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Is Sitting Too Long Bad For My Health?

An experiment using a hip-mounted accelerometer was done to analyze the movement of adults over 45

An experiment using a hip-mounted accelerometer was done to analyze the movement of adults over 45.

What was found was that on average, sedentary behavior accounted for about 12.3 hours of an average 16-hour waking day.

That only left 3.7 hours a day for movement.

Another study found that adults under the age of 45 on average sit for 9-10 hours a day.

Researchers have estimated that these periods of sedentary behavior can be as last as short as 11 minutes at a time but others periods can last up to 90 minutes.

As the amount of time spent sitting increases so does the chance of an early death. In the study done, those who sat for 13 hours a day or more had a 200% greater risk of death compared to those who sat for 11 hours a day or less.

Positively, those who sat for less than 30 minutes at a time lower their risk of an early death.


“Sit less, move more”, is what the American Heart Association is encouraging us all to do.

As a busy professional, I know that moving more isn’t always the most convenient or easy thing to do.

But just as we are encouraged to do moderate-intense aerobic exercises two hours and thirty minutes a week, we should be encouraged to do more frequent, less-intensive exercises.

Partha’s Prescriptions

There are many simple, short activities, that if done frequently can help reduce the harsh side-effects that come from long quantities of sitting.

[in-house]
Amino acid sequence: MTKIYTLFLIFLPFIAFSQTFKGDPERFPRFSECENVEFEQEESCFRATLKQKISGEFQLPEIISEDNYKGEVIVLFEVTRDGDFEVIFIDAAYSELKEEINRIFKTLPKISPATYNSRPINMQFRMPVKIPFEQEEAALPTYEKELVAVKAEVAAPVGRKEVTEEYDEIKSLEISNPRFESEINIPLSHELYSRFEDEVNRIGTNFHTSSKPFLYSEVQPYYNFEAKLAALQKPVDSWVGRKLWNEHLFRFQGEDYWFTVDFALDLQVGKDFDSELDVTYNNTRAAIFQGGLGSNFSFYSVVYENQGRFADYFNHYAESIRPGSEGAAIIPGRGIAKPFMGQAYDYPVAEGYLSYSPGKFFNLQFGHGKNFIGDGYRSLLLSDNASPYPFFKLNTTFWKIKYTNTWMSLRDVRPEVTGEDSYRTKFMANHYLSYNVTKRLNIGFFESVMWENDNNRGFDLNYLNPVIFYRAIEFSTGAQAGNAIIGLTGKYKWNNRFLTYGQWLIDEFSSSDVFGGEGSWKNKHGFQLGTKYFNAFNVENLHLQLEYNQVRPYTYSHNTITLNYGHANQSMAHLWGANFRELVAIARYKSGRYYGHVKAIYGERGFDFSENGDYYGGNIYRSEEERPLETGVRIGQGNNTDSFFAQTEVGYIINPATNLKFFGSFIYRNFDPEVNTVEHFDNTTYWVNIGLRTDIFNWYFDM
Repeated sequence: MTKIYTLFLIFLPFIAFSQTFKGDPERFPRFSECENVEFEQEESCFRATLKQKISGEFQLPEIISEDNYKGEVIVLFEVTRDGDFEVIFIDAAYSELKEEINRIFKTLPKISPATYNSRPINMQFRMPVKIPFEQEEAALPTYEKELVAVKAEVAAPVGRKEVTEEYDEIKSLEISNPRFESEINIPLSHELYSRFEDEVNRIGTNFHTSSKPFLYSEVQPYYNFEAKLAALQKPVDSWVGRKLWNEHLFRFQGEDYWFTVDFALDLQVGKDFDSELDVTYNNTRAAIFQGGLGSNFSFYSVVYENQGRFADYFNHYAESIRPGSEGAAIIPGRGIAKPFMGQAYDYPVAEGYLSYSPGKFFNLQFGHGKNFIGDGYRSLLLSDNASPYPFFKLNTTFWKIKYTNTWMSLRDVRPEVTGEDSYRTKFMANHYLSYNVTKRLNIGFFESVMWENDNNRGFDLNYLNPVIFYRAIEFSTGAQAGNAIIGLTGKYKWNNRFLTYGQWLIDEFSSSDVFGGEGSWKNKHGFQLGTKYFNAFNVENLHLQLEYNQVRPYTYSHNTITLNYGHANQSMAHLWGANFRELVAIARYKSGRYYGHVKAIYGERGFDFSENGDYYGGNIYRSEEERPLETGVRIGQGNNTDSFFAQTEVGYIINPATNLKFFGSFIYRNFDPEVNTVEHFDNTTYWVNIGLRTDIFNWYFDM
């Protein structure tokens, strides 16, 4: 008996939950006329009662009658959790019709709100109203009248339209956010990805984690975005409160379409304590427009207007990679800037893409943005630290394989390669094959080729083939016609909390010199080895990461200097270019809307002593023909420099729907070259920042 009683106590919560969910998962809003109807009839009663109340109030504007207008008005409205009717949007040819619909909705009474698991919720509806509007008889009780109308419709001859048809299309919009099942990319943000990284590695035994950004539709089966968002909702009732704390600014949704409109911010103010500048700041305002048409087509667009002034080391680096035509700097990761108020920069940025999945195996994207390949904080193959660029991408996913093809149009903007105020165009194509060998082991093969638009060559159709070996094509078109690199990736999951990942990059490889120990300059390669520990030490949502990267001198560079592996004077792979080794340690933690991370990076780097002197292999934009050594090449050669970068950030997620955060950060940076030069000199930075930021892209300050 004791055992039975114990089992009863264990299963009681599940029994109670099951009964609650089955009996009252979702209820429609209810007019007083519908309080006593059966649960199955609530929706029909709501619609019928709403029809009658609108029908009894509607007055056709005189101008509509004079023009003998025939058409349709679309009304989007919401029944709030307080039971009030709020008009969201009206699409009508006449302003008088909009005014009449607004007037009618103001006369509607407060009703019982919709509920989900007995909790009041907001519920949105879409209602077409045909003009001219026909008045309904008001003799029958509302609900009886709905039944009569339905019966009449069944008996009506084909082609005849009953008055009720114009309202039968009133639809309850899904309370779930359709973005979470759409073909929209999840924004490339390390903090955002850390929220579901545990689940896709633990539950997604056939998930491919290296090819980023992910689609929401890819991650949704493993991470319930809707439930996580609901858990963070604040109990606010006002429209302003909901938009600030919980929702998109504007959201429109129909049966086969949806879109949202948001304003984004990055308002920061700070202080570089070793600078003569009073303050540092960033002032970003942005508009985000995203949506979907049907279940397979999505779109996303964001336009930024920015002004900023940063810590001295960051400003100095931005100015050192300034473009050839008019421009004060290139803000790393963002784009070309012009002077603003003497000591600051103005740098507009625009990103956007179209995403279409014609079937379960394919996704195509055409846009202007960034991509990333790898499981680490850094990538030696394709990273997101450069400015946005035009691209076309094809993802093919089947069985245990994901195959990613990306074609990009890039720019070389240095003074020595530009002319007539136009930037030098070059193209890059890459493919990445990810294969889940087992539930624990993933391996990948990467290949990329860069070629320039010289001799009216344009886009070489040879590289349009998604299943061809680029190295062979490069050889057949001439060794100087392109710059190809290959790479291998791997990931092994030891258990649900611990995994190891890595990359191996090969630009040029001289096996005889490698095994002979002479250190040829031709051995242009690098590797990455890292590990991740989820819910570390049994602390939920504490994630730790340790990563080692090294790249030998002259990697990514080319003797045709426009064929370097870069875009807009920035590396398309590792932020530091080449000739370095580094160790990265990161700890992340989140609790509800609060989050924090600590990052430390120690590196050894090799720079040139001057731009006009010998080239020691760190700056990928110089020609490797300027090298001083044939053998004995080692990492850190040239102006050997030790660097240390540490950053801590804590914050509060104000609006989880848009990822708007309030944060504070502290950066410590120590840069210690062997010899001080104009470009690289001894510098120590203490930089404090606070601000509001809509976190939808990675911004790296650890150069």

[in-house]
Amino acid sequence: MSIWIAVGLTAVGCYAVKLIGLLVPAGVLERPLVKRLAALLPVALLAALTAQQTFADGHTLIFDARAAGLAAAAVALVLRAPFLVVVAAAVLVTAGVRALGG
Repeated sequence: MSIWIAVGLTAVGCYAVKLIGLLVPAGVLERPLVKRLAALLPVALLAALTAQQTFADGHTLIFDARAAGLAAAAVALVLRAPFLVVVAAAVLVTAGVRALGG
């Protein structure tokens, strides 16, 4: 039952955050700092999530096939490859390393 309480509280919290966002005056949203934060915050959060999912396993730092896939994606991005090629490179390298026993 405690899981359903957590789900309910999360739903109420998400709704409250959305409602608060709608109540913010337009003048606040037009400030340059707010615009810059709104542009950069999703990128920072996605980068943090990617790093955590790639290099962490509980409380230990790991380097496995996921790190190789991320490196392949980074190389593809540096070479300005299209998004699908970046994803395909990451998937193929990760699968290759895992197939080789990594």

1. Set a timer for 30 minutes. For every 30 minutes you spend sitting, try walking at a brisk pace for 5 minutes. Moving every 30 minutes allows for optimal blood flow to the brain and muscles. Try mixing it up; skip down the hall, do lunges, anything to get your heart rate up.
  2. Take 10 minutes to do a mini-yoga session. There are many quick, easy sequences such as sun-salutation that can help wake up and stimulate your body and mind.
  3. Volunteer to be the errand person in your office. Be the one to make copies, go on coffee runs, or delivery notes/messages to people. Small responsibilities such as these are the perfect excuse to get up and move your body.
  4. Drink more water as you work. Not only will drinking water help you feel better, but it will give you the urge to be active. Every time you finish your bottle of water get up and refill it. Let’s also not forget about the natural consequence for drinking water… bathroom breaks are the perfect excuse to get up and move.

Statistics show that people sit more as they get older. Make a conscious effort to sit less and move more. Your body will thank you and you will find yourself living a longer, happier life.

Reference Study

  1. http://annals.org/aim/article/doi/10.7326/M17-0212

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Partha Nandi

Partha Nandi M.D., F.A.C.P is the creator and host of the medical lifestyle television show, “Ask Dr. Nandi”.

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Vasudevan Bhattathir
Member

this article is very good and reminder for those who work in I T sector the problem with office work it is some times the work require long time to site in the same place for a
long time the guidance is very good and thank you for the same

Sole
Member

shared❤️

Nina
Member

Dear loved ones,
Thank you for reminding me not to sit many hours in front of my computer,although it is still work I’m doing, but, you are Very right at my age I shouldn’t be doing this anymore. Any way I still do exercise everyday and also I go walking every evening for 30 to 45 minutes. As Beverly Hills
In Egypt it is a nice place to go walking.
I wish you a lovely blessed day,
Hannelore

Kim Bellanca
Member

Dear Dr. Nandi, Partha: I would like to be part of this study!? Due to my age(50+) & My line of work(Housekeeping)…….I often wonder if I’m moving enough!? I have issues with waking up in the middle of the night or early morning(with leg cramps): and then trying to go back to sleep): Thanks for sharing.

Jo Davis
Member

i thinks he’s written an article on magnesium & muscle cramping.